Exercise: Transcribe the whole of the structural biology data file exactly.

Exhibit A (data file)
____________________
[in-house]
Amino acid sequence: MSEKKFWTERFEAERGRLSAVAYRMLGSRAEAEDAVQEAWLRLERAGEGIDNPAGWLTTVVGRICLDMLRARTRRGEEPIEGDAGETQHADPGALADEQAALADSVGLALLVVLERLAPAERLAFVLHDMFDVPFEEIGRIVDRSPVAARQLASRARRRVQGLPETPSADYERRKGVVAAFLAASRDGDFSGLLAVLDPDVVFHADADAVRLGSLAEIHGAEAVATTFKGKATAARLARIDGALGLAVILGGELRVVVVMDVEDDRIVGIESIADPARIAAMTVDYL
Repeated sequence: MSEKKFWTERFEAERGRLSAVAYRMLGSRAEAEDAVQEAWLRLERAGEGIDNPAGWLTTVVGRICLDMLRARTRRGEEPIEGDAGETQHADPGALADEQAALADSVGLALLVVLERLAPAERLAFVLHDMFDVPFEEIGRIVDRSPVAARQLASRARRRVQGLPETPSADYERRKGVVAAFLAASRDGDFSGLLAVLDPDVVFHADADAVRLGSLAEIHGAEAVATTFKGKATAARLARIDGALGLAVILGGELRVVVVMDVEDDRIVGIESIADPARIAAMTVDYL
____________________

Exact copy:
[in-house]
Amino acid sequence: MSEKKFWTERFEAERGRLSAVAYRMLGSRAEAEDAVQEAWLRLERAGEGIDNPAGWLTTVVGRICLDMLRARTRRGEEPIEGDAGETQHADPGALADEQAALADSVGLALLVVLERLAPAERLAFVLHDMFDVPFEEIGRIVDRSPVAARQLASRARRRVQGLPETPSADYERRKGVVAAFLAASRDGDFSGLLAVLDPDVVFHADADAVRLGSLAEIHGAEAVATTFKGKATAARLARIDGALGLAVILGGELRVVVVMDVEDDRIVGIESIADPARIAAMTVDYL
Repeated sequence: MSEKKFWTERFEAERGRLSAVAYRMLGSRAEAEDAVQEAWLRLERAGEGIDNPAGWLTTVVGRICLDMLRARTRRGEEPIEGDAGETQHADPGALADEQAALADSVGLALLVVLERLAPAERLAFVLHDMFDVPFEEIGRIVDRSPVAARQLASRARRRVQGLPETPSADYERRKGVVAAFLAASRDGDFSGLLAVLDPDVVFHADADAVRLGSLAEIHGAEAVATTFKGKATAARLARIDGALGLAVILGGELRVVVVMDVEDDRIVGIESIADPARIAAMTVDYL